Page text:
South Korea’s President Park Geun-hye has announced she is ready to meet the leader of North Korea, President Kim Jong-un without pre-conditions. The intention is to reduce suffering caused by partition of the two countries, writes Prince Michael of Liechtenstein.
Both Koreas want to see their countries united. Leaders of the two countries have only met twice, in 2000 and 2007, since the Korean War - which divided the peninsula - ended in 1953. The north sees reunification through military force, the south through peaceful measures especially economic ties.
It is obvious that the northern unification programme, although backed by its nuclear might, is just fiction. The use of nuclear weapons by North Korea would mean immediate self-destruction as other countries retaliated.
South Korea is a successful and booming economy, whereas the north remains one of the poorest and least-developed countries and totally dependent on China. China has a strategic interest in preserving the partition but strongly disagrees with President Kim Jong-un who came to power in 2012.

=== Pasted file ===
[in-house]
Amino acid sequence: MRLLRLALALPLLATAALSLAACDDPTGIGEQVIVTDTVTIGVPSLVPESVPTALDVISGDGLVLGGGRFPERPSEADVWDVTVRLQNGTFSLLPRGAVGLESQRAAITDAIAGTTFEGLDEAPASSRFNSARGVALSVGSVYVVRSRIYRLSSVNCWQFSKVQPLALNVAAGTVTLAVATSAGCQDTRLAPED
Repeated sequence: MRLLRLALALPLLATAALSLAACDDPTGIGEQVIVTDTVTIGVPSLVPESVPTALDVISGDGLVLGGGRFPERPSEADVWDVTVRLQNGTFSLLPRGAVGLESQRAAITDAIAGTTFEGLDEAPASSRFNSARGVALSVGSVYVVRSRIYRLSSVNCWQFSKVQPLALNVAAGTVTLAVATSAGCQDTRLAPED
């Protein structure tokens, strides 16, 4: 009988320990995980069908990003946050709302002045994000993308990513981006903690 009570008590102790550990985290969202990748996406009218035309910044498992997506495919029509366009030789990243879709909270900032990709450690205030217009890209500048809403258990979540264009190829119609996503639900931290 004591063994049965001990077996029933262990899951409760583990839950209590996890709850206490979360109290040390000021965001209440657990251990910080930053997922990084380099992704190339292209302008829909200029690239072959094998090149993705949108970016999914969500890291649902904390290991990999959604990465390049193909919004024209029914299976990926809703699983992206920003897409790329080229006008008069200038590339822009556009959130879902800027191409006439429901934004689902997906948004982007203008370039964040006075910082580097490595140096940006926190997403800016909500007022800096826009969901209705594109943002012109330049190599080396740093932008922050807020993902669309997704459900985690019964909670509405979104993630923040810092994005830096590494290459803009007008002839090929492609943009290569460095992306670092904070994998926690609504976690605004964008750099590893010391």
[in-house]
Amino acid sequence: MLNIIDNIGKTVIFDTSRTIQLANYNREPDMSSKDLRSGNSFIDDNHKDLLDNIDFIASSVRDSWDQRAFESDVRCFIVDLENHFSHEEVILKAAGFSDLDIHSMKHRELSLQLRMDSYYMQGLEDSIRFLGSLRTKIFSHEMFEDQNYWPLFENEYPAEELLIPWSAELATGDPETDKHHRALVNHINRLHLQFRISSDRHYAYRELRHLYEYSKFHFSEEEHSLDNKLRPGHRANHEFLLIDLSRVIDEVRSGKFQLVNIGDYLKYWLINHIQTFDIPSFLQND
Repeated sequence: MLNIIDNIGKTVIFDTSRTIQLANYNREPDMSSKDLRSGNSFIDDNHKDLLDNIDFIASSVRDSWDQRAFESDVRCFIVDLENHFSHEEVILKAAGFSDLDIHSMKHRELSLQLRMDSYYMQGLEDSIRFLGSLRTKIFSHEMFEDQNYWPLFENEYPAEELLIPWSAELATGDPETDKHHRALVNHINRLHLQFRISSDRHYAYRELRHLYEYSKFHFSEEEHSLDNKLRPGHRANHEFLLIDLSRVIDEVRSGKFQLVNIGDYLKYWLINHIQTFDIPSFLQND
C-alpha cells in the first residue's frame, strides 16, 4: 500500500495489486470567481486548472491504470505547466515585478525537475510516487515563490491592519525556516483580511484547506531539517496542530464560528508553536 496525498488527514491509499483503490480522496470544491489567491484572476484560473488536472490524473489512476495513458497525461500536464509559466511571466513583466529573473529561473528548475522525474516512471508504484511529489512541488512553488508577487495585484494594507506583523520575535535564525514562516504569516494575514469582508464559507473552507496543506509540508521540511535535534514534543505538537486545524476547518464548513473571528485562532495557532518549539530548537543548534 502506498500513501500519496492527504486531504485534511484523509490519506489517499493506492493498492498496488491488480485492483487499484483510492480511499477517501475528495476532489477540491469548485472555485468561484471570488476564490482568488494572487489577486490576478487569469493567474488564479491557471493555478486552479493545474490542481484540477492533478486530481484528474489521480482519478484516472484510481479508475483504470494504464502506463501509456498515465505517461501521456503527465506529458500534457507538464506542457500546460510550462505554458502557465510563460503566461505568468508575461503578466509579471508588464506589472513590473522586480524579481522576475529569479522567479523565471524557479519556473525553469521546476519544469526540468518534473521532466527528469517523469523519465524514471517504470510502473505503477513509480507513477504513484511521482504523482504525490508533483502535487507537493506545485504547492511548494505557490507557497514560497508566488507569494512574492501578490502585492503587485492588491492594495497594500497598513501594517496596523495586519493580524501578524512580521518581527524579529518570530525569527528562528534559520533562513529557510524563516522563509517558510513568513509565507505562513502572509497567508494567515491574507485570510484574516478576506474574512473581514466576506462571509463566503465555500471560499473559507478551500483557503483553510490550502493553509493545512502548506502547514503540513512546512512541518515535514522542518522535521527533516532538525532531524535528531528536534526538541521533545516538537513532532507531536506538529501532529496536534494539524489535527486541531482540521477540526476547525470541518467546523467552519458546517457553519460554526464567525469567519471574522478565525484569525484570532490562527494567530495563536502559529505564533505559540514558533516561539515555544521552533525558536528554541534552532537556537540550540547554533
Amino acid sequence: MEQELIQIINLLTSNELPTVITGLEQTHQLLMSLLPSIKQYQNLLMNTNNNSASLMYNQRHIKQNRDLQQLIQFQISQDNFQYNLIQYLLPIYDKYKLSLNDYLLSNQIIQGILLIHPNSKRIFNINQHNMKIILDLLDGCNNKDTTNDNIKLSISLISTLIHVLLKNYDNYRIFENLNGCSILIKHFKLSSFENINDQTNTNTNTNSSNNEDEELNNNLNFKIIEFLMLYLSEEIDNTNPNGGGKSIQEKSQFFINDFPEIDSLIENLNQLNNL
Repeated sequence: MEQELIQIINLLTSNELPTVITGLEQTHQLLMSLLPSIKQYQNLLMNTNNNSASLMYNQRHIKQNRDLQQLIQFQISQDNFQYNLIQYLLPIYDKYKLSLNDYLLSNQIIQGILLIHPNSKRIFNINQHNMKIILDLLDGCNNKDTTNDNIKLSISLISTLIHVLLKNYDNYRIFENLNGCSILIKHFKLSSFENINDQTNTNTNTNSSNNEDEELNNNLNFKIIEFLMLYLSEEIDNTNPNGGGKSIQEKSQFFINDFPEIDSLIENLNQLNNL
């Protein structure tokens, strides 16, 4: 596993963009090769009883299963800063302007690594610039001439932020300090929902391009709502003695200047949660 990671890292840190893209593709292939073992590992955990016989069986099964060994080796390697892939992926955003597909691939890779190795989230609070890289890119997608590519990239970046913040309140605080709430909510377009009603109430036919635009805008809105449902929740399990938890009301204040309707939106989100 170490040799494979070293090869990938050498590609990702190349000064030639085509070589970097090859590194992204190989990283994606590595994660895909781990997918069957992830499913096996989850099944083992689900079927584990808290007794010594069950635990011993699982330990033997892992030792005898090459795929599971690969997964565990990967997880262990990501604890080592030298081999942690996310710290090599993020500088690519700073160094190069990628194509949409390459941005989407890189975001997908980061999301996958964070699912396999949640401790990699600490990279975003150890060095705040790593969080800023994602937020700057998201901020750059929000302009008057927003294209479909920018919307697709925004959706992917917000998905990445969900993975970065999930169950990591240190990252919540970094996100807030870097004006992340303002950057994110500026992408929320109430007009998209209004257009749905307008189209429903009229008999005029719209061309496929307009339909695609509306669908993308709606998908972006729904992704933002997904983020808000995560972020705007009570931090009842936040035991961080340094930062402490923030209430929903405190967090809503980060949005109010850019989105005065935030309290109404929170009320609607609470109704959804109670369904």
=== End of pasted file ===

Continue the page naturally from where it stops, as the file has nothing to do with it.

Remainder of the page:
Up to now, South Korea has not agreed to a summit unless the north stopped its nuclear weapons testing programme. President Park Geun-hye now appears to have changed that condition.
This change makes sense when you are serious about reunification. Although there are no grounds for a wider agreement with President Kim Jong-un, it could result in easing travel for separated families. The last formal high-level talks were in February 2014 and led to rare reunions for Korean families separated for more than 60 years.
Talks with a political counterpart, even one who is despised, can be helpful, especially coming from a strong position.
As it is unlikely that North Korea can destabilise the South, there is no downside from such a meeting for President Park. She has given a clear signal she is serious and prepared to meet even if it does not happen immediately.
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